Graduate Theses & Dissertations


An Analysis of Hafted Biface Variability in the Kawartha Lakes and Trent River Drainage Region
The objective of this thesis is to evaluate the temporal sensitivity of morphological variability in hafted bifaces in the Kawartha Lakes and Trent River drainage region. This provides a base of information that will enable future analyses that address the possible sources of this variability and to test the robustness of existing typological categories of hafted bifaces for relative dating. This base of information is established via the use of a principal component analysis of shape, raw material, and use-life data from a large sample of hafted bifaces in the region, using a new geometric morphometrics method designed to improve the accuracy of shape representation. The results of the analysis indicate that while certain typological categories may represent distinct morphotypes that are temporally sensitive, the majority of typological categories in the sample show high, overlapping morphological variability that cannot be confidently correlated temporally based on shape alone. Author Keywords: Geometric Morphometrics, Morphological Variability, Ontario Archaeology, Principal Component Analysis, Project Point Morphology, Projectile Point Typology
That They Might Sing the Song of the Lamb
This thesis examines Hildegard of Bingen (1098-1179)'s theology of music, using as a starting place her letter to the Prelates of Mainz, which responds to an interdict prohibiting Hildegard's monastery from singing the liturgy. Using the twelfth-century context of female monasticism, liturgy, music theory and ideas about body and soul, the thesis argues that Hildegard considered the sung liturgy essential to monastic formation. Music provided instruction not only by informing the intellect but also by moving the affections to embrace a spiritual good. The experience of beauty as an educational tool reflected the doctrine of the Incarnation. Liturgical music helped nuns because it reminded them their final goal was heaven, helped them overcome sin and facilitated participation in the angelic choirs. Ultimately losing the ability to sing the liturgy was not a minor inconvenience, but the loss of a significant spiritual and educational tool fundamental to achieving union with God. Author Keywords: Hildegard of Bingen, Letter to the Prelates of Mainz, liturgy, monasticism, music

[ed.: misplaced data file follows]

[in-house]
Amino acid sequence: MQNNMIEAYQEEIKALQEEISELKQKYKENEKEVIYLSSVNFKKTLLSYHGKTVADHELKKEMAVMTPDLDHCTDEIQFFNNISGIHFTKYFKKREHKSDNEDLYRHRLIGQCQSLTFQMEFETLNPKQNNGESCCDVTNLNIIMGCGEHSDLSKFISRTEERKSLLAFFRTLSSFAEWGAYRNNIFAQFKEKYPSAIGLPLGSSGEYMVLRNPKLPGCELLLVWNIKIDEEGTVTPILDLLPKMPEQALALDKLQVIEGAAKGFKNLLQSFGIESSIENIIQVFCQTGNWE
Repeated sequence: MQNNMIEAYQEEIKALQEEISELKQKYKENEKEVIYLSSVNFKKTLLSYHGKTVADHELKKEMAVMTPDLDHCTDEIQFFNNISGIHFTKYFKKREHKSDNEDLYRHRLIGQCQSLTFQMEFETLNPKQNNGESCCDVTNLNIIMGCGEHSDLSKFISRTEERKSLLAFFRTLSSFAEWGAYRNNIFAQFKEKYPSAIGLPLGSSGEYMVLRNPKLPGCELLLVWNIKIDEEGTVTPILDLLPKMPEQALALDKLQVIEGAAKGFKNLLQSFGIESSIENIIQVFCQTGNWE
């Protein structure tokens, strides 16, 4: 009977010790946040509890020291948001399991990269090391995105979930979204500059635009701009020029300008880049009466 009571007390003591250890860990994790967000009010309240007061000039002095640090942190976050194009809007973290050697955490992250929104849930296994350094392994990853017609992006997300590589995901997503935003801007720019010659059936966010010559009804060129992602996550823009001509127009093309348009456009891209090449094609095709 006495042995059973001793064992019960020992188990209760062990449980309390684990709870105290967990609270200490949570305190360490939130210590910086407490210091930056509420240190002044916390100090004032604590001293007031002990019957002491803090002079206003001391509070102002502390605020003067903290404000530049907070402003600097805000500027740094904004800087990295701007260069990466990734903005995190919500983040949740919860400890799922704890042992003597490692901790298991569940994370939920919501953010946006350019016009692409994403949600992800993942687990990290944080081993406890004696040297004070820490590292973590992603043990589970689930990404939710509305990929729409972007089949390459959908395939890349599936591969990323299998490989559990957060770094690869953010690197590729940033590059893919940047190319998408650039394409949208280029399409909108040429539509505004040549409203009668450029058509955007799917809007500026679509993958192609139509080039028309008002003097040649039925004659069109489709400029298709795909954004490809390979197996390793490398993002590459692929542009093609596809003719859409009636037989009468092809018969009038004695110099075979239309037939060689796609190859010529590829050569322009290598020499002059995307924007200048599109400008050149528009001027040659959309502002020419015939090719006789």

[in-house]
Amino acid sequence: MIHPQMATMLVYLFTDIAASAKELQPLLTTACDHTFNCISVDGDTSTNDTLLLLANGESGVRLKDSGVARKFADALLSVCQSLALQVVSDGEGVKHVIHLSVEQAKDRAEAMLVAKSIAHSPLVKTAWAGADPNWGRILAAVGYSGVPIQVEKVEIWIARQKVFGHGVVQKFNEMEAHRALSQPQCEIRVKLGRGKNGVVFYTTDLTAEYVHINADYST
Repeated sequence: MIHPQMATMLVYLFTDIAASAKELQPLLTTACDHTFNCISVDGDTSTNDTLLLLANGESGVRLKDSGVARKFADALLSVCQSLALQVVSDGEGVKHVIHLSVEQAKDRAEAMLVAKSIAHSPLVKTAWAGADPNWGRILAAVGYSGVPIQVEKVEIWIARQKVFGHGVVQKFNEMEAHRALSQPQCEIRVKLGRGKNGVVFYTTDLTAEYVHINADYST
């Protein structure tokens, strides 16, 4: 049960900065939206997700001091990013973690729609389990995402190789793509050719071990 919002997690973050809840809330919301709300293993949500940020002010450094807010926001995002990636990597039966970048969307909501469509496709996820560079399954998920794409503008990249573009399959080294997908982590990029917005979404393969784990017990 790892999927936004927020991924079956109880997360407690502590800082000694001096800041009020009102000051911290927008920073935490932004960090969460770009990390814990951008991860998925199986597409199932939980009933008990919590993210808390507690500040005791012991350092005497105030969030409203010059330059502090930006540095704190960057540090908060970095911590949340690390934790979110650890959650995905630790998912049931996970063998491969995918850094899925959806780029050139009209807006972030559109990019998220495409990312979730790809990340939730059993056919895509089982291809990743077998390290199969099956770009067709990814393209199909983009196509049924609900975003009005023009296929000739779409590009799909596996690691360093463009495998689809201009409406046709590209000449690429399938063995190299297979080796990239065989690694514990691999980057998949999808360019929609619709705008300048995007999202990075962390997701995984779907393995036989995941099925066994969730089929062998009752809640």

Using environmental DNA (eDNA) metabarcoding to assess aquatic plant communities